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Despite the recent negative publicity generated by the crashing of the Virgin Galactic VSS Enterprise, the concept of space travel as a holiday still remains a prominent one. With the best will in the world, it is impossible for flight to be completely without risk, and the unfortunate incident in October, 2014 which saw co-pilot Michael Alsbury pass away, has not dissuaded the next generation of space travellers from being enthused about it.

Balloon-based Space Tourism

Aside from the Virgin project, which remains ongoing, another organisation which is looking at space as a possible holiday destination is World View. This company is examining a unique way of developing space tourism, with the methodology reliant on huge helium balloons as opposed to rockets. This sounds like a rather unfeasible prospect, but it promises space travel without the often difficult effects of heavy G-force acceleration, while delivering a trip which is around five hours in duration.

The balloon in question is capable of transporting six passengers and crew members as high as twenty miles into the sky in a capsule. This is a great enough height in order for participants to view the curvature of the Earth, although it is forty miles below sub-orbital space. Having said that, tickets for the World View projects are significantly cheaper than those on Virgin Galactic, costing $75,000 per person as opposed to the $250,000 figure which Richard Branson's company demands.

Jane Poynter is very much the figurehead of this operation, and she is a face and name that that will be familiar to many people. Aside from television presenting, Poynter has also spent two years living in the sealed research lab Biosphere 2, and has also served a term as the president of Paragon Space Development Corporation. Here Poynter was involved with the development and manufacture of life-support systems for the forthcoming 2018 Inspiration Mars mission.

Thus, Poynter has an excellent grounding in this subject matter, and is understandably passionate about the notion of space tourism. Having been involved with commercial spaceflights throughout her career, Poynter is extremely keen to make outer space accessible to everyday people. She is of the opinion that balloon flight is considerably more comfortable than being propelled by rocket, and that it is also safer and less physically demanding. She also believes that it will open the door for many more people to be able to fly into space due to economic and logistical reasons.

2015 'Go Live'

According to Poynter, World View intends to have full-scale systems flying by the end of the year. These will be unmanned initially, but in practical terms these will be the balloon-based systems which ultimately fly people into space. The company continues to work on the capsule which will be utilised as part of this project, and anticipate that once testing has been completed that two hours of prime viewing of the Earth will be possible during spaceflights.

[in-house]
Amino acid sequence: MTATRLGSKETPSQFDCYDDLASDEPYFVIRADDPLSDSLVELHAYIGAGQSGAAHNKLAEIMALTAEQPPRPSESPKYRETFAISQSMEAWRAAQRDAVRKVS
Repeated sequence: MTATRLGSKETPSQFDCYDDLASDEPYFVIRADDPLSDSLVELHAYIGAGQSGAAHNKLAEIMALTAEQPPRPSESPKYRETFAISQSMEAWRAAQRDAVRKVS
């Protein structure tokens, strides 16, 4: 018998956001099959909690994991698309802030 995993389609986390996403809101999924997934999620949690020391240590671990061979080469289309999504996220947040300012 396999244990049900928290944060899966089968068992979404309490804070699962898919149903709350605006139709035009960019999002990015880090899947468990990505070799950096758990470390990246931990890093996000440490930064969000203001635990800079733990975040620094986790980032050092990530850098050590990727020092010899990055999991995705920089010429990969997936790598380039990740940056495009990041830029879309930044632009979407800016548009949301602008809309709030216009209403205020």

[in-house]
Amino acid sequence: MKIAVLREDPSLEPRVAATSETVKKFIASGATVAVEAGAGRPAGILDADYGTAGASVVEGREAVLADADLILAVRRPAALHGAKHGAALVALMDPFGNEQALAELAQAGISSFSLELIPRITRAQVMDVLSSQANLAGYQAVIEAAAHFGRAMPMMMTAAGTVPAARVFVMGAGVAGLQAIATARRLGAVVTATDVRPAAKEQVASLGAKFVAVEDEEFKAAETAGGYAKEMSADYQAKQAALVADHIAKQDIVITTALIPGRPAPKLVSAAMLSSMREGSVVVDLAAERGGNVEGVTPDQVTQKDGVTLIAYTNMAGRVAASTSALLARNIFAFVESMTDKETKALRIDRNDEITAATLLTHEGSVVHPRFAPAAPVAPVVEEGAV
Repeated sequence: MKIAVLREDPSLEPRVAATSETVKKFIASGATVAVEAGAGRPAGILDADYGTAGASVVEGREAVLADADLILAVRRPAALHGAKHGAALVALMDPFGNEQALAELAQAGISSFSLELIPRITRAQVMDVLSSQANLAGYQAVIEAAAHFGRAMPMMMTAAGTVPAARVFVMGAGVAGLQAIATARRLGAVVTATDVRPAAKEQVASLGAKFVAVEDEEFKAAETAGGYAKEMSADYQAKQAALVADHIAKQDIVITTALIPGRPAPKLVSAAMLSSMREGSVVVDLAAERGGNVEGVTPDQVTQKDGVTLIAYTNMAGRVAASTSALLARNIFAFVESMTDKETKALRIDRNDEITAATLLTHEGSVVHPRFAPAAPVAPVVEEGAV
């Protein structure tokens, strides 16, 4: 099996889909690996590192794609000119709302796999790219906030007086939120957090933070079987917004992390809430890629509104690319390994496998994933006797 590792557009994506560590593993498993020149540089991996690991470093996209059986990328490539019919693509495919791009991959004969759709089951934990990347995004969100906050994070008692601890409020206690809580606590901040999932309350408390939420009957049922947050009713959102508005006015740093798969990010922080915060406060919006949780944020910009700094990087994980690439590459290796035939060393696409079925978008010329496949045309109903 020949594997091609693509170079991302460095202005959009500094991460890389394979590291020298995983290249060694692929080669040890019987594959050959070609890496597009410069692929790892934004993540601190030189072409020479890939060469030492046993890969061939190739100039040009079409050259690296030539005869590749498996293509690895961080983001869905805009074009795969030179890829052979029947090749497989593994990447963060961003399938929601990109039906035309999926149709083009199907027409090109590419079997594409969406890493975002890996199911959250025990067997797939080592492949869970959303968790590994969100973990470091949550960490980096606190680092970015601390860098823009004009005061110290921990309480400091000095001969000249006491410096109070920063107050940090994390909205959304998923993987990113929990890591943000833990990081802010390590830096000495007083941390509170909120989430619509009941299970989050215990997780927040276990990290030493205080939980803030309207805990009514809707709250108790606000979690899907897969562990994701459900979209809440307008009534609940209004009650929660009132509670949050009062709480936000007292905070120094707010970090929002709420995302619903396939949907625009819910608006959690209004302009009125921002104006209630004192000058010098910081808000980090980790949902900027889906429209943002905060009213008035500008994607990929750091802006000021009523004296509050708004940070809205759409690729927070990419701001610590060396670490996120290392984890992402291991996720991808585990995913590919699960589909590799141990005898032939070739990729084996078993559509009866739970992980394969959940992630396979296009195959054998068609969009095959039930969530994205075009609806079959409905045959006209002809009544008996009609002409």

In the context of the Virgin Galactic incident, World View is naturally undertaking a significant amount of testing on their revolutionary system. Poynter notes that the technology utilised in the World View project has actually been available for quite some time, and is this pretty well understood. And it is said that this is incredibly safe and stable technology, and that the parafoil involved in the system is extremely robust. With a backup parafoil included as well, this should be very much a failsafe system, particularly as similar approaches are currently utilised in both private and small commercial planes.

While this is a commercial undertaking, it is obviously one from Poynter’s perspective which is driven by a real passion for space. She speaks of the “majesty of the solar system”, and is clearly extremely passionate about giving people from all walks of life the opportunity to experience the universe, the stars and the extraordinary planet on which we all reside.

Space Travel Cost to Come Down

Of course, $75,000 per ticket is still out of the price range of many people. But Poynter envisages the price coming down eventually, and states that World View is working hard to achieve this goal. She states that every company involved in space tourism has a fundamental goal of achieving affordable space travel, but states that this may take some time. However, it certainly appears that affordable space travel could be accessible for everyday people at some point in the foreseeable future.

It is interesting to note that although we may have a tendency to place all space travel systems under one umbrella, Poynter perceives World View as not directly in competition with other rocket-based systems. She asserts that the World View balloon experience is completely unique; a gentle experience which will be suitable for children and families.

Science-fiction has long since predicted a future in which people travel through space on a regular basis. The human race hasn't quite reached that point yet, but with projects such as World View working hard to achieve stable space travel for commercial flights, space tourism should become a viable prospect in very due course.

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